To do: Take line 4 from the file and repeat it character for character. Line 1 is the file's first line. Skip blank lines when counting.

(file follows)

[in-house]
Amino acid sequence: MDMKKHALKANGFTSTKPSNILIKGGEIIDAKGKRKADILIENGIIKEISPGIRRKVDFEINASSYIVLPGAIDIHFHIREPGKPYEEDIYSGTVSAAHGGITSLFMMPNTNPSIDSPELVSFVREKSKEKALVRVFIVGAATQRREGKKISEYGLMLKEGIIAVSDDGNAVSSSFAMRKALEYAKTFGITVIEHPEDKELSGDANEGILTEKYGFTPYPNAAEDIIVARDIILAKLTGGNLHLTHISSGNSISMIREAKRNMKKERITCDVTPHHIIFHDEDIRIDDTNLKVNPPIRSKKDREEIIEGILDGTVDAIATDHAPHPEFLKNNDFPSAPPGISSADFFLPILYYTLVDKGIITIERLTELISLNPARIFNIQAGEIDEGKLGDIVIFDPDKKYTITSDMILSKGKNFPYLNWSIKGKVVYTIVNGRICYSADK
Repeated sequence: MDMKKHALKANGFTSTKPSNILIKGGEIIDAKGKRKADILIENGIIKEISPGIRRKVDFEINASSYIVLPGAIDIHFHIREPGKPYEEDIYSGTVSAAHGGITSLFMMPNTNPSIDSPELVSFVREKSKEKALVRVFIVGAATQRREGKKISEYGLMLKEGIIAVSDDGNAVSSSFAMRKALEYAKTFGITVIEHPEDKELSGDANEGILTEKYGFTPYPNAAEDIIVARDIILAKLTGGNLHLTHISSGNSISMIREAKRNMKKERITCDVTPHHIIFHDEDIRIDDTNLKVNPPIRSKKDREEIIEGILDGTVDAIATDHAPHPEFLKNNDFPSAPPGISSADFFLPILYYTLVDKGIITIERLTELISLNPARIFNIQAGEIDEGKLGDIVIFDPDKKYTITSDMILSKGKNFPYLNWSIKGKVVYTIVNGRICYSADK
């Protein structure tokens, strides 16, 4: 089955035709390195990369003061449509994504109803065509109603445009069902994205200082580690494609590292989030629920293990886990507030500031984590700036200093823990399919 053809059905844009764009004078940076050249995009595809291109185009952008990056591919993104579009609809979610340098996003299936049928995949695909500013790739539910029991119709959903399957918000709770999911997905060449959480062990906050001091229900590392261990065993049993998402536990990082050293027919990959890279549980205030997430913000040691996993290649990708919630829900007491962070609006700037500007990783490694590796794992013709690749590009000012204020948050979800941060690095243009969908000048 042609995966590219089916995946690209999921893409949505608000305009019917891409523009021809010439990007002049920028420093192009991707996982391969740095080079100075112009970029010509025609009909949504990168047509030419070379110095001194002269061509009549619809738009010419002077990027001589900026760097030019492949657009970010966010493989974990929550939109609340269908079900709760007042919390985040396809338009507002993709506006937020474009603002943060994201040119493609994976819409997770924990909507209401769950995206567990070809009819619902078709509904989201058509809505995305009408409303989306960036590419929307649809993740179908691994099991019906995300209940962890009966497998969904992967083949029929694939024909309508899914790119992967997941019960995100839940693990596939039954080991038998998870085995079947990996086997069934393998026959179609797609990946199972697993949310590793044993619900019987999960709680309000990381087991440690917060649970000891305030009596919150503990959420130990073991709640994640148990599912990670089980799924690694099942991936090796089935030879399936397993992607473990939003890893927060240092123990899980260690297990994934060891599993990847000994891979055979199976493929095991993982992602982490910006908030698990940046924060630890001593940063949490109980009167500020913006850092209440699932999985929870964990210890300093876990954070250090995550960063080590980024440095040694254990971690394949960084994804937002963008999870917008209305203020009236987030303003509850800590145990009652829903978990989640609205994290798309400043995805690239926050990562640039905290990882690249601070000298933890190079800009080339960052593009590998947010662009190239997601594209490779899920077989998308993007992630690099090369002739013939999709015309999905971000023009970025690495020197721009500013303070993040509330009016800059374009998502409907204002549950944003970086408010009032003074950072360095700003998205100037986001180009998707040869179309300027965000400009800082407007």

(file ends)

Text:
């Protein structure tokens, strides 16, 4: 089955035709390195990369003061449509994504109803065509109603445009069902994205200082580690494609590292989030629920293990886990507030500031984590700036200093823990399919 053809059905844009764009004078940076050249995009595809291109185009952008990056591919993104579009609809979610340098996003299936049928995949695909500013790739539910029991119709959903399957918000709770999911997905060449959480062990906050001091229900590392261990065993049993998402536990990082050293027919990959890279549980205030997430913000040691996993290649990708919630829900007491962070609006700037500007990783490694590796794992013709690749590009000012204020948050979800941060690095243009969908000048 042609995966590219089916995946690209999921893409949505608000305009019917891409523009021809010439990007002049920028420093192009991707996982391969740095080079100075112009970029010509025609009909949504990168047509030419070379110095001194002269061509009549619809738009010419002077990027001589900026760097030019492949657009970010966010493989974990929550939109609340269908079900709760007042919390985040396809338009507002993709506006937020474009603002943060994201040119493609994976819409997770924990909507209401769950995206567990070809009819619902078709509904989201058509809505995305009408409303989306960036590419929307649809993740179908691994099991019906995300209940962890009966497998969904992967083949029929694939024909309508899914790119992967997941019960995100839940693990596939039954080991038998998870085995079947990996086997069934393998026959179609797609990946199972697993949310590793044993619900019987999960709680309000990381087991440690917060649970000891305030009596919150503990959420130990073991709640994640148990599912990670089980799924690694099942991936090796089935030879399936397993992607473990939003890893927060240092123990899980260690297990994934060891599993990847000994891979055979199976493929095991993982992602982490910006908030698990940046924060630890001593940063949490109980009167500020913006850092209440699932999985929870964990210890300093876990954070250090995550960063080590980024440095040694254990971690394949960084994804937002963008999870917008209305203020009236987030303003509850800590145990009652829903978990989640609205994290798309400043995805690239926050990562640039905290990882690249601070000298933890190079800009080339960052593009590998947010662009190239997601594209490779899920077989998308993007992630690099090369002739013939999709015309999905971000023009970025690495020197721009500013303070993040509330009016800059374009998502409907204002549950944003970086408010009032003074950072360095700003998205100037986001180009998707040869179309300027965000400009800082407007």